UC school tuition is something like 12k now but 20 years ago it was only about 4-5k (inflation adjusted). For someone without significant family resources, this is a very large burden.

There is definitely still opportunity and of course the determined/lucky will succeed. But I think if one looks at the overall environment, gen y is facing significantly greater headwinds.
__________________
photoguy is offline   Reply With Quote
Old 12-25-2012, 09:54 PM   #27
Give me a museum and I'll fill it. (Picasso)
Give me a forum ...
haha's Avatar
 
Join Date: Apr 2003
Location: Hooverville
Posts: 22,382
Quote:
Originally Posted by photoguy View Post
I don't think it's just your perception. Education costs and job availability can be quantified and there's no doubt in my mind that Gen Y has it tougher than gen X. Education costs have been rising faster than inflation for a long time and the job situation is dismal. Just imagine the difference in opportunity for a recent grad compared to a student seeking work during the internet boom.
Quote:
Originally Posted by photoguy View Post
UC school tuition is something like 12k now but 20 years ago it was only about 4-5k (inflation adjusted). For someone without significant family resources, this is a very large burden.
There is definitely still opportunity and of course the determined/lucky will succeed. But I think if one looks at the overall environment, gen y is facing significantly greater headwinds.
No doubt about it. But people love to say “I and the people I know are all doing fine”. Well duh, one meets these friends and acquaintances at work or in school or in their children's schools. People here are very money oriented, many are engineers or military or other well paying callings that happen to be in good demand, partly because of the defense industry and our wars. Not so strangely, these people and their friends are doing well. Not to mention that not many people who are struggling are even here writing about their lives.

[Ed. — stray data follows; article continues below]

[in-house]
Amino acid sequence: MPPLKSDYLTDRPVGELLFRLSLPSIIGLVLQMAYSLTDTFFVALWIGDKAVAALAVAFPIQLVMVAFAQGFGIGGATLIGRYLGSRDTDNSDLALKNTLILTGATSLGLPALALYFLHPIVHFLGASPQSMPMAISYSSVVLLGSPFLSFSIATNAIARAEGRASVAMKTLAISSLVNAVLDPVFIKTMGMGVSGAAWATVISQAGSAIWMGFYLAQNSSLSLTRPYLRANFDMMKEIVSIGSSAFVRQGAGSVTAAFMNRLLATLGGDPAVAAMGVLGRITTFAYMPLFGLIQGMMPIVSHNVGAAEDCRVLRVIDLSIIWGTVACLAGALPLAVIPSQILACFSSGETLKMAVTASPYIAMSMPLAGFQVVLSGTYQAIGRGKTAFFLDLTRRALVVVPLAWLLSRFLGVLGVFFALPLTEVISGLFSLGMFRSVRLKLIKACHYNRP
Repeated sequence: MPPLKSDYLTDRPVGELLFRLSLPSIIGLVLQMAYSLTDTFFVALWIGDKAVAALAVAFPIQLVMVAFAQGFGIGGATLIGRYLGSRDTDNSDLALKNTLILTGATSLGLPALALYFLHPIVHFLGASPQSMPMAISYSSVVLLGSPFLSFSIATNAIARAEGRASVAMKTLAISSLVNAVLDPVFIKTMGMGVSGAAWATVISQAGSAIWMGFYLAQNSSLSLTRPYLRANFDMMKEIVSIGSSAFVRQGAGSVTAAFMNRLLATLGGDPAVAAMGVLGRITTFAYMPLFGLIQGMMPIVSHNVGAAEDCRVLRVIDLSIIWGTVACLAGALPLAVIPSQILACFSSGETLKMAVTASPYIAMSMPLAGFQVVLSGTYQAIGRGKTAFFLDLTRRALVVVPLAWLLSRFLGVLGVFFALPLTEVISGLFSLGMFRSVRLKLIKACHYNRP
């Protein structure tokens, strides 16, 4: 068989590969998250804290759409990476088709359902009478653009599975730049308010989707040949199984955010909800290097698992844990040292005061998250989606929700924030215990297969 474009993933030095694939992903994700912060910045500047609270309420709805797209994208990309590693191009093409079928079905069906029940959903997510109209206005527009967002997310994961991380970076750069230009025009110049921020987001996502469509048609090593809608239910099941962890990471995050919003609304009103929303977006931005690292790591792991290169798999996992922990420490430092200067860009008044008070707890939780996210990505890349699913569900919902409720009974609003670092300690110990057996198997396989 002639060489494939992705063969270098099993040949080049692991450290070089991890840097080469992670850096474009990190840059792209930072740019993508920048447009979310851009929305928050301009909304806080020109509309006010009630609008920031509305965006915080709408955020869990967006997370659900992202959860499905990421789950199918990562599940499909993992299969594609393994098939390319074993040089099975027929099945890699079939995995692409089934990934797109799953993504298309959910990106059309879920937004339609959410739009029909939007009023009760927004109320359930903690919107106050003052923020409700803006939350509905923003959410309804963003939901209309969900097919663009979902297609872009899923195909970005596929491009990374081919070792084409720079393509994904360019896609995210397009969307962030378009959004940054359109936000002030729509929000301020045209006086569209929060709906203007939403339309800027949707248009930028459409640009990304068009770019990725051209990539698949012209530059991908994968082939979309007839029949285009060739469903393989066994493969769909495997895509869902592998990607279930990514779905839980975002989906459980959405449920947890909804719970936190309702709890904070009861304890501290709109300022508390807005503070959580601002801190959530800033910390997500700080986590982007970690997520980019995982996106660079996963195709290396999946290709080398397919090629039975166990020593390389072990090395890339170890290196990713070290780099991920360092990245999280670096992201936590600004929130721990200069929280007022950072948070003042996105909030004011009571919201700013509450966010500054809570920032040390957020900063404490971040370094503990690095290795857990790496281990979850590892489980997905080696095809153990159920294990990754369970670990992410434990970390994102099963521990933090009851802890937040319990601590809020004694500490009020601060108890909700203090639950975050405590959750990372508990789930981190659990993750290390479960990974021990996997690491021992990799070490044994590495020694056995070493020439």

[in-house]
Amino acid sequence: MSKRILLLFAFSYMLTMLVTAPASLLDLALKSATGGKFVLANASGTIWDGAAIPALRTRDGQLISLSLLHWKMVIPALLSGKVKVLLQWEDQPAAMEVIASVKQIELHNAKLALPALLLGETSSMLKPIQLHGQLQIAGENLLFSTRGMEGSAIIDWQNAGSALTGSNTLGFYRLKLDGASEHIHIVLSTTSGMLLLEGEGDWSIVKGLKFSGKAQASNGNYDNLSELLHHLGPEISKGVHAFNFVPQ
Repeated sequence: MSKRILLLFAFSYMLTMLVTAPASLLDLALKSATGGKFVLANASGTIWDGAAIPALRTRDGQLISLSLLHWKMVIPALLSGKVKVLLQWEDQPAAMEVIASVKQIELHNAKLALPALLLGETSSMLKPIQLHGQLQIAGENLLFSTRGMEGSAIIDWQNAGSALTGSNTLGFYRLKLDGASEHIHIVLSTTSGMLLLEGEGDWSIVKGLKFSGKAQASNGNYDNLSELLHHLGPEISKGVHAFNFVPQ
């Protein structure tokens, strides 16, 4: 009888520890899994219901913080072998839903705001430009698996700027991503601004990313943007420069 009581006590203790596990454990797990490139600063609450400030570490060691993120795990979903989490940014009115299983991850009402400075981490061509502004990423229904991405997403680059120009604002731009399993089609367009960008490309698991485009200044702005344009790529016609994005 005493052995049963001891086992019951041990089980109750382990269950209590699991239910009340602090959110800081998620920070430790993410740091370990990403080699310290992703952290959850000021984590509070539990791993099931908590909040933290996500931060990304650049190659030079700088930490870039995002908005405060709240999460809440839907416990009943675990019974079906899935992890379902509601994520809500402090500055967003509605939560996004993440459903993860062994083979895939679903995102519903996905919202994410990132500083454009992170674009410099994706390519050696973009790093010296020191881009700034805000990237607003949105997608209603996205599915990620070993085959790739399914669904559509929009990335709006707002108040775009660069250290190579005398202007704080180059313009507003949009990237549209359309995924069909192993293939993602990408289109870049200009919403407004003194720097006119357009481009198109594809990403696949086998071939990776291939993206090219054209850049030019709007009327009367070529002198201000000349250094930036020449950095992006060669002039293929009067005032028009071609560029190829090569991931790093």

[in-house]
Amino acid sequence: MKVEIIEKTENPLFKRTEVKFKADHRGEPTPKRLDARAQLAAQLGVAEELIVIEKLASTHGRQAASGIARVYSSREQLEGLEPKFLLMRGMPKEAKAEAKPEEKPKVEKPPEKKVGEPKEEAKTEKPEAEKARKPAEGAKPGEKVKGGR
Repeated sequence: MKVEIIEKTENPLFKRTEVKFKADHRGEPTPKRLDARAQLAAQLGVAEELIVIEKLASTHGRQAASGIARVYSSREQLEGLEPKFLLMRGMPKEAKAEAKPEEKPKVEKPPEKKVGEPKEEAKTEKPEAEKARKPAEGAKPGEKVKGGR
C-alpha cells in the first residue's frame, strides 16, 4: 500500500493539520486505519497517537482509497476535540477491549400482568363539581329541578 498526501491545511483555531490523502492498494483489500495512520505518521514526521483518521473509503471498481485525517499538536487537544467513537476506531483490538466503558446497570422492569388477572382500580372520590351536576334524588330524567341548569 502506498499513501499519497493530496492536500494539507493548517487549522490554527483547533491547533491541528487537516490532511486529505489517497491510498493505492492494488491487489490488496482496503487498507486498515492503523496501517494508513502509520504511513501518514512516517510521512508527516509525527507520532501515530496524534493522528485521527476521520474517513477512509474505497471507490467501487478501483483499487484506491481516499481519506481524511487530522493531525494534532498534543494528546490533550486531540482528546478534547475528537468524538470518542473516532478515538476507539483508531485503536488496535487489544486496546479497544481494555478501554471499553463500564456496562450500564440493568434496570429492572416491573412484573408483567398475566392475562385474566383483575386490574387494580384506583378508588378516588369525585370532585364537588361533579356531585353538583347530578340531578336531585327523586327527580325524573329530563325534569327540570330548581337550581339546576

But watch political trends, watch data about unemployment and underemployment among the young- it is significantly more difficult for them than it has been in the US since the Great Depression. And there is no obvious answer on the horizon either. If Bernanke were going to get the economy going I think it would have at least begun by now, but it is not happening.

We ended the depression last time by having a nice big war that needed lots of cannon fodder. Helps unemployment figures a lot if you draft huge numbers of young men and then get a good number of them killed. We cannot even turn to this now. I have no doubt there will be wars, maybe not directly involving us, but look for drones and robots and small elite forces if we do continue getting involved in wars around the world. So do not expect much help with unemployment from this quarter.

I don't decide that young people are all doing fine by looking at my kids and their friends. They aren't working as bartenders or baristas, and they aren't drawing unemployment-but plenty of young people are. It isn't satisfied workers and citizens who produced the Occupy Movements, that are only quiescent because it is winter and cold outside.